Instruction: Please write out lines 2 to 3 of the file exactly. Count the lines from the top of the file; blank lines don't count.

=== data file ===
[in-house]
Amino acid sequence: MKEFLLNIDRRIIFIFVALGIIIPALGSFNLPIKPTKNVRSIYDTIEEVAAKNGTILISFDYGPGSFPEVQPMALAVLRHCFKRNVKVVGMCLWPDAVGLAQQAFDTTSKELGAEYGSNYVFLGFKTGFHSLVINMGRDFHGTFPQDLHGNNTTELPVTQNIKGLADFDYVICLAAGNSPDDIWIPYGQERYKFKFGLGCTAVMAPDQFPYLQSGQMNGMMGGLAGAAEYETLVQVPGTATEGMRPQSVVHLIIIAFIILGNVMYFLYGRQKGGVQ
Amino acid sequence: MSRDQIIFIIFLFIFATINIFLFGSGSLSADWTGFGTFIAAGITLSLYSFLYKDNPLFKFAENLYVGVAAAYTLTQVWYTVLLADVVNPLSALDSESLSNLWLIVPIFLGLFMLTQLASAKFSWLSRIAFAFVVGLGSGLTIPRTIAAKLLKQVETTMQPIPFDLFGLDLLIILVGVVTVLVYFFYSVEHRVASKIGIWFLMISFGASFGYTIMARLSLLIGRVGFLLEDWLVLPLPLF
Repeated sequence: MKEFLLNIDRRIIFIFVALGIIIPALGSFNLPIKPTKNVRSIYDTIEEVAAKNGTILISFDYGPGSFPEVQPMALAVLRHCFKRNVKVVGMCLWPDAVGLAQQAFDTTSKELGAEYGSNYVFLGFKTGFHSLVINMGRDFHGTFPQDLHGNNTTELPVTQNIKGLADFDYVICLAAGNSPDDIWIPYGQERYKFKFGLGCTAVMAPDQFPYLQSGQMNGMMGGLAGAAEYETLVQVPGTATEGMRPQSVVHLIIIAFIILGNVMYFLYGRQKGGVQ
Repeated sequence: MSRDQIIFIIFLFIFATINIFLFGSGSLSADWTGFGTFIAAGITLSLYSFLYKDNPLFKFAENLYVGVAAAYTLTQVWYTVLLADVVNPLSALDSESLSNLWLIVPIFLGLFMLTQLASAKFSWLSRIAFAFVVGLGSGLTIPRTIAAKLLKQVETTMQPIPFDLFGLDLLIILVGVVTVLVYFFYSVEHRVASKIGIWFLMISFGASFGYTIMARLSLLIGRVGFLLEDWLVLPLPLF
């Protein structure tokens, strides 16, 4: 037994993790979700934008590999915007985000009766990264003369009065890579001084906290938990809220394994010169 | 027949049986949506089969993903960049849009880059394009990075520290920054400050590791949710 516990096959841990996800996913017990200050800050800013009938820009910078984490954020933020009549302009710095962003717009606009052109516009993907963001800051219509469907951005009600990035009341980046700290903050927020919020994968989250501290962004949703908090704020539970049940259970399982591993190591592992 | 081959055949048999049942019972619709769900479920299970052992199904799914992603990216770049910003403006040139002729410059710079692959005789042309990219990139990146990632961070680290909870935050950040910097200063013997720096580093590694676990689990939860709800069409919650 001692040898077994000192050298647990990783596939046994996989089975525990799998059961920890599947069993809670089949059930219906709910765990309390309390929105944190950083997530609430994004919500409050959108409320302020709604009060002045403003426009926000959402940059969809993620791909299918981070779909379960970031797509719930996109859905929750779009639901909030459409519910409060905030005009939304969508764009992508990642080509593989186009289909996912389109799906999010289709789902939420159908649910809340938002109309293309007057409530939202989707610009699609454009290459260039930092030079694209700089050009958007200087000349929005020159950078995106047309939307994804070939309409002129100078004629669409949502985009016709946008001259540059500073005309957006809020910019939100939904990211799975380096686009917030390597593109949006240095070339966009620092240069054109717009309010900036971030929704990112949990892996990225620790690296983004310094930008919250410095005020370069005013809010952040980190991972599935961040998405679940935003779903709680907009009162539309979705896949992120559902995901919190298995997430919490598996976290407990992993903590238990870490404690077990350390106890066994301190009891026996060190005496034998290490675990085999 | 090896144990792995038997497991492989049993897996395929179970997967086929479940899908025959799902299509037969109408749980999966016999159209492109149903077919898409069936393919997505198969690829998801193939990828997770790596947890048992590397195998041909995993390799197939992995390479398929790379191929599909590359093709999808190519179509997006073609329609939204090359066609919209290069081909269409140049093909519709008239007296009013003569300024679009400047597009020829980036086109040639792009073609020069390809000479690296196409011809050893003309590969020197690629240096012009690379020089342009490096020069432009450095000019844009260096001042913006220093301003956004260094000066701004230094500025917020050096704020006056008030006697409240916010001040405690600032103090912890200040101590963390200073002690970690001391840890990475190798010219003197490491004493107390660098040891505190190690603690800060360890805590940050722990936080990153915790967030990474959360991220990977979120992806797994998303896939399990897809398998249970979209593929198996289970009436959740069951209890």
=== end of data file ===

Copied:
Amino acid sequence: MKEFLLNIDRRIIFIFVALGIIIPALGSFNLPIKPTKNVRSIYDTIEEVAAKNGTILISFDYGPGSFPEVQPMALAVLRHCFKRNVKVVGMCLWPDAVGLAQQAFDTTSKELGAEYGSNYVFLGFKTGFHSLVINMGRDFHGTFPQDLHGNNTTELPVTQNIKGLADFDYVICLAAGNSPDDIWIPYGQERYKFKFGLGCTAVMAPDQFPYLQSGQMNGMMGGLAGAAEYETLVQVPGTATEGMRPQSVVHLIIIAFIILGNVMYFLYGRQKGGVQ
Amino acid sequence: MSRDQIIFIIFLFIFATINIFLFGSGSLSADWTGFGTFIAAGITLSLYSFLYKDNPLFKFAENLYVGVAAAYTLTQVWYTVLLADVVNPLSALDSESLSNLWLIVPIFLGLFMLTQLASAKFSWLSRIAFAFVVGLGSGLTIPRTIAAKLLKQVETTMQPIPFDLFGLDLLIILVGVVTVLVYFFYSVEHRVASKIGIWFLMISFGASFGYTIMARLSLLIGRVGFLLEDWLVLPLPLF